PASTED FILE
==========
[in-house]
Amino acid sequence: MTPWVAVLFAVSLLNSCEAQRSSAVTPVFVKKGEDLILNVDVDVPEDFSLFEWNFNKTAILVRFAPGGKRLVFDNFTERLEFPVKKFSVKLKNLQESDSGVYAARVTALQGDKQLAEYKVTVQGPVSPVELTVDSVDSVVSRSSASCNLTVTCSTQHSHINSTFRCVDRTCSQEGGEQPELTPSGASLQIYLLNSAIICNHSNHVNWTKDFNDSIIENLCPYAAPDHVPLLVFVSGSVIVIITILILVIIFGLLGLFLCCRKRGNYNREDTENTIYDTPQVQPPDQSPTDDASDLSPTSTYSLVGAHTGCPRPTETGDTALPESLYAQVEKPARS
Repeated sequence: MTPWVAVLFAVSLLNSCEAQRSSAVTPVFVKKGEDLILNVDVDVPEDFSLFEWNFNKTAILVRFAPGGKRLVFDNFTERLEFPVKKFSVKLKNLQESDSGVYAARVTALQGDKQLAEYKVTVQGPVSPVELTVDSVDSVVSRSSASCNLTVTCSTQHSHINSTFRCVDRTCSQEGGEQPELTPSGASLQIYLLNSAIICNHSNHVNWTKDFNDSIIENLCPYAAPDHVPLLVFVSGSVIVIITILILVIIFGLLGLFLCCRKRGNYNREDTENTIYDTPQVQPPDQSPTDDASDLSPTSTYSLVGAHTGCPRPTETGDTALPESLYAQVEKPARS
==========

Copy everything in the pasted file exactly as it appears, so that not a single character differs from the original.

[in-house]
Amino acid sequence: MTPWVAVLFAVSLLNSCEAQRSSAVTPVFVKKGEDLILNVDVDVPEDFSLFEWNFNKTAILVRFAPGGKRLVFDNFTERLEFPVKKFSVKLKNLQESDSGVYAARVTALQGDKQLAEYKVTVQGPVSPVELTVDSVDSVVSRSSASCNLTVTCSTQHSHINSTFRCVDRTCSQEGGEQPELTPSGASLQIYLLNSAIICNHSNHVNWTKDFNDSIIENLCPYAAPDHVPLLVFVSGSVIVIITILILVIIFGLLGLFLCCRKRGNYNREDTENTIYDTPQVQPPDQSPTDDASDLSPTSTYSLVGAHTGCPRPTETGDTALPESLYAQVEKPARS
Repeated sequence: MTPWVAVLFAVSLLNSCEAQRSSAVTPVFVKKGEDLILNVDVDVPEDFSLFEWNFNKTAILVRFAPGGKRLVFDNFTERLEFPVKKFSVKLKNLQESDSGVYAARVTALQGDKQLAEYKVTVQGPVSPVELTVDSVDSVVSRSSASCNLTVTCSTQHSHINSTFRCVDRTCSQEGGEQPELTPSGASLQIYLLNSAIICNHSNHVNWTKDFNDSIIENLCPYAAPDHVPLLVFVSGSVIVIITILILVIIFGLLGLFLCCRKRGNYNREDTENTIYDTPQVQPPDQSPTDDASDLSPTSTYSLVGAHTGCPRPTETGDTALPESLYAQVEKPARS